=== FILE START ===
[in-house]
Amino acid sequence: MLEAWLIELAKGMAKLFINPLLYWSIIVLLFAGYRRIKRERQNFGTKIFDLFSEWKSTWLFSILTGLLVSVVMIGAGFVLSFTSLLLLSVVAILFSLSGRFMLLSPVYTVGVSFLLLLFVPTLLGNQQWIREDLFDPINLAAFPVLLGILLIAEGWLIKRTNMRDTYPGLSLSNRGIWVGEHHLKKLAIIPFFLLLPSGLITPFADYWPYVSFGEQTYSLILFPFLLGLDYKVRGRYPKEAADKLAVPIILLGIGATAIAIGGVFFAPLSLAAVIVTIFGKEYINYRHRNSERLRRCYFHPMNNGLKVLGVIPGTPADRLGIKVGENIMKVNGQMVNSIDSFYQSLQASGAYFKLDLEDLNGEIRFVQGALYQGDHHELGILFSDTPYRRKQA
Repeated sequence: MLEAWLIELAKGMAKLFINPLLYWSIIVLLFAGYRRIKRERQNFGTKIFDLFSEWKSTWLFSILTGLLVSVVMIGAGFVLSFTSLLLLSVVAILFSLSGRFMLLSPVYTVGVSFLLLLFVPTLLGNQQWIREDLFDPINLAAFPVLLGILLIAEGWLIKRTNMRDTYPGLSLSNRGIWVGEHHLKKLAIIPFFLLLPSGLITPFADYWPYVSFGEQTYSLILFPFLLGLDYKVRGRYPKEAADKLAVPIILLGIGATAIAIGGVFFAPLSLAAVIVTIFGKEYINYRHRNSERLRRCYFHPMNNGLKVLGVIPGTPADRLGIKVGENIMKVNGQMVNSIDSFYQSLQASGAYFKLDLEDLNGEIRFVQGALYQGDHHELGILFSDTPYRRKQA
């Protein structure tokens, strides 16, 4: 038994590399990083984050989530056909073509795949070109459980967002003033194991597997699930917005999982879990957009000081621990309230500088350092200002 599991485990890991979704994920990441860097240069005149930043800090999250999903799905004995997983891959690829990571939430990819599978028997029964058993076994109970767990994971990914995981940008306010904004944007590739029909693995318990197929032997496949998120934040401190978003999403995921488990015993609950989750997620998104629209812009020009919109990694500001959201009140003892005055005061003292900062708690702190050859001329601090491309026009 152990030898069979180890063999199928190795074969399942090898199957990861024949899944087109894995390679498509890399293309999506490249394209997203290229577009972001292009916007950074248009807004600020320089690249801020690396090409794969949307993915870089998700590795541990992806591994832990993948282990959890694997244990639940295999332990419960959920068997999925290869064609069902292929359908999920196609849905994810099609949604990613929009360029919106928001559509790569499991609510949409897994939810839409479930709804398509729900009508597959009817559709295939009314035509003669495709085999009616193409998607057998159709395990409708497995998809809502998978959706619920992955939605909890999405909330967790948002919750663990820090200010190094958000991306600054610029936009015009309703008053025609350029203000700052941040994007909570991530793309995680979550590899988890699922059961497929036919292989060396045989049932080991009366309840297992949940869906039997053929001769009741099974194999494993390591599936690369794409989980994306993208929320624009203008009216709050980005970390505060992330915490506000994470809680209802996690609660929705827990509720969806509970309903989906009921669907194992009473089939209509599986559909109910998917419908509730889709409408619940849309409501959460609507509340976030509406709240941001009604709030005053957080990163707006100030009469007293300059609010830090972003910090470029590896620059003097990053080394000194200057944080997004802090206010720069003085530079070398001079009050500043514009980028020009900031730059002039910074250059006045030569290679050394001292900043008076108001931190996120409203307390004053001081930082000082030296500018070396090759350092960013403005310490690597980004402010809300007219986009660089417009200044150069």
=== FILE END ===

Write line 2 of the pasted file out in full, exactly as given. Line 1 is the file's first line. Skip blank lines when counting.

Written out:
Amino acid sequence: MLEAWLIELAKGMAKLFINPLLYWSIIVLLFAGYRRIKRERQNFGTKIFDLFSEWKSTWLFSILTGLLVSVVMIGAGFVLSFTSLLLLSVVAILFSLSGRFMLLSPVYTVGVSFLLLLFVPTLLGNQQWIREDLFDPINLAAFPVLLGILLIAEGWLIKRTNMRDTYPGLSLSNRGIWVGEHHLKKLAIIPFFLLLPSGLITPFADYWPYVSFGEQTYSLILFPFLLGLDYKVRGRYPKEAADKLAVPIILLGIGATAIAIGGVFFAPLSLAAVIVTIFGKEYINYRHRNSERLRRCYFHPMNNGLKVLGVIPGTPADRLGIKVGENIMKVNGQMVNSIDSFYQSLQASGAYFKLDLEDLNGEIRFVQGALYQGDHHELGILFSDTPYRRKQA